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    At least now we can sorta dressage

    Arwen and I are gearing up for our first full-length event since the catastrophe that was ICB, and she is feeling pretty amazing. We entered EV60 just in case, but since we have successfully jumped around EV80 and are doing 85cm confidently at home, I’m hoping that that was more cautionary a measure than necessary. The downside is that she has become ridiculously hot and fit so some of the poor riding school kiddies had some, uh, interesting expriences.

    Nell is feeling very good after her chiro appointment and has magically learned to stretch down. We are preparing her for the finals of YHPS, where we have to ride Novice 4. Insert sad noise here. Novice 4 is my least favourite of the Novice tests; I don’t find it very Nell-friendly. She finds most of it easy, so gets bored and decides to find something to spook at, and as for the lengthen canter – working canter transitions on a 15m circle… stuff that nightmares are made of. We survived it at Hollyberry Hall, though, so we’ll survive it at Fourways.

    Bruno competed for the first time in the POG and 40cm at Fourways. He’d done so many shows just as a tagalong by then that he was pretty bombproof from the word go. We had two very tiny spooks (like, slow sideways jog) and a couple of little scoots forward when we nearly got mowed down by giant youngsters, but apart from that I can’t fault him. He stood quietly in the queue, didn’t look at a single fence, and cantered around his courses with floppy ears. I love him to smithereens. He’s been one of those horses that has changed me forever and even when he sells I’ll never forget him.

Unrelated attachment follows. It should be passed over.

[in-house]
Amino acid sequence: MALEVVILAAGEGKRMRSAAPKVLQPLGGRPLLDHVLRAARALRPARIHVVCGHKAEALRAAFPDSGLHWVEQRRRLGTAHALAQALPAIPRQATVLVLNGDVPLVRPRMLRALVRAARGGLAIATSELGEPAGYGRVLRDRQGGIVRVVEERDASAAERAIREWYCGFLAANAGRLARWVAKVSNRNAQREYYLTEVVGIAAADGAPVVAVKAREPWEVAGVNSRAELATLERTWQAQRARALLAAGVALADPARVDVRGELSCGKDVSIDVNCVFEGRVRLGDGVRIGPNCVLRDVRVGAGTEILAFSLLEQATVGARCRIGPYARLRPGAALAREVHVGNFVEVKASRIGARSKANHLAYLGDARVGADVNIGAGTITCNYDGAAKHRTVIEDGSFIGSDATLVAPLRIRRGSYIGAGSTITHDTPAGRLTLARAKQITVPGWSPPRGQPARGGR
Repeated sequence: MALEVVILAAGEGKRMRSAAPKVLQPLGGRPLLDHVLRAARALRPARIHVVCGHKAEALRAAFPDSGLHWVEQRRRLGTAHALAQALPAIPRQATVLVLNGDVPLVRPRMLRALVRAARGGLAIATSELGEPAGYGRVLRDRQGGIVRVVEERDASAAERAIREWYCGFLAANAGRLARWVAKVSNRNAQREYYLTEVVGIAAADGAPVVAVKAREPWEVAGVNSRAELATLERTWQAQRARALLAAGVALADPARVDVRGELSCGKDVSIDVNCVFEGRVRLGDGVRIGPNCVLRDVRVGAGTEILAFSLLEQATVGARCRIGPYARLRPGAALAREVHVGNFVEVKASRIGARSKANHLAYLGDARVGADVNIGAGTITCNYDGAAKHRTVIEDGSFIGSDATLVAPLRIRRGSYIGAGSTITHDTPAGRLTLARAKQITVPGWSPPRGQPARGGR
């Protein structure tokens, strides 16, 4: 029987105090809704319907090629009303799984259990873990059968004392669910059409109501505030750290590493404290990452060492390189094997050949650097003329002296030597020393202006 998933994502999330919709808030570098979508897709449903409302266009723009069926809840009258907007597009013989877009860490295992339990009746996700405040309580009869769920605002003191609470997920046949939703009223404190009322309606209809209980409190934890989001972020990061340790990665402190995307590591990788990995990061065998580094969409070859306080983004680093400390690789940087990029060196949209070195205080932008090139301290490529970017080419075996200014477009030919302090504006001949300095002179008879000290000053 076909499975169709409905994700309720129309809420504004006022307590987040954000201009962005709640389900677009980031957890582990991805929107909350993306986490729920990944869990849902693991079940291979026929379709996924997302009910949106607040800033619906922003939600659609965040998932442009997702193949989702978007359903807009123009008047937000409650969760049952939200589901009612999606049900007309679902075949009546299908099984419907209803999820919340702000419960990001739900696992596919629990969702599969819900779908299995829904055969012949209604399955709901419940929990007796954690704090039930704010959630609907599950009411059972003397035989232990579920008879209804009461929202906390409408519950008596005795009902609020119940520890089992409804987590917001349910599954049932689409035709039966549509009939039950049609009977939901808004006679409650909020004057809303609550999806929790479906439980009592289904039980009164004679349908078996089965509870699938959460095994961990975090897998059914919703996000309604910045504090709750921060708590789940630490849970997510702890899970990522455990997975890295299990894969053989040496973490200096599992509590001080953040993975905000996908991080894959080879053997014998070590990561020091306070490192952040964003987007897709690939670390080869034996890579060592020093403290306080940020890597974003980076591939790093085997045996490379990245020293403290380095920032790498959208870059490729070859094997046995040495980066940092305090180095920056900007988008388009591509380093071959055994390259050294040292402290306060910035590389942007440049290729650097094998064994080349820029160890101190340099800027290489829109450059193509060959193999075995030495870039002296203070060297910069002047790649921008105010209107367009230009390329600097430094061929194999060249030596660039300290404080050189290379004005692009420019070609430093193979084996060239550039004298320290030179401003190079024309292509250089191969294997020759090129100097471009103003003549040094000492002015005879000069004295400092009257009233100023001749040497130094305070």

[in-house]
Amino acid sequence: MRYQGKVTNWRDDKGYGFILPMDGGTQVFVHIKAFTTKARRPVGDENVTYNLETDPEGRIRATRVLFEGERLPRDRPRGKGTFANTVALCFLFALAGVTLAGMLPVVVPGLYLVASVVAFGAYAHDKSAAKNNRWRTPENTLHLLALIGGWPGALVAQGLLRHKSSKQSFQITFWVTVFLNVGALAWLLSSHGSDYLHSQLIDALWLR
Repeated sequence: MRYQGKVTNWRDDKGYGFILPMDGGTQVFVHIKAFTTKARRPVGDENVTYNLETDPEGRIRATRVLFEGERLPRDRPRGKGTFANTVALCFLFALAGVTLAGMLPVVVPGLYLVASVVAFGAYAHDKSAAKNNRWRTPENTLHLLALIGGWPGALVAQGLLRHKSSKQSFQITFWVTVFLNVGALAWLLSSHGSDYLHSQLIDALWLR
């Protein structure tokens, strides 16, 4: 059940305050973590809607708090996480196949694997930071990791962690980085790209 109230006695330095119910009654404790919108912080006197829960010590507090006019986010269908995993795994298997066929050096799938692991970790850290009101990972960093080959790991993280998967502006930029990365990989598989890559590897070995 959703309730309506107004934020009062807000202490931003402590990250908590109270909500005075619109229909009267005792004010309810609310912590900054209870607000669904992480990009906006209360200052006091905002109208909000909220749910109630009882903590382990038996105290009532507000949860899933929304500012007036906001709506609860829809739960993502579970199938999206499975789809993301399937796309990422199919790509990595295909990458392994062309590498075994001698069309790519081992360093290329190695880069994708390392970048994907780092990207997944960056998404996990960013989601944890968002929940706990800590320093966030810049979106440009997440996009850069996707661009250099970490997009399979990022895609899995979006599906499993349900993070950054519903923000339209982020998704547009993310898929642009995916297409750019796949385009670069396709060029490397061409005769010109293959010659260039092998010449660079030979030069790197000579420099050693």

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    That little face ❤

    Lancelot is having a six-week break during his horse sickness rest period, which he needed. The chiro pronounced him sound and adorable (he’s a yard favourite), but his baby brain was cooking on the very gentle work we were doing. He does miss the attention, so I’m sure he’ll be happy again when we bring him back to work. I did have him walking and trotting in the big arena and giving a few steps of quiet canter in the ring, so we made good progress.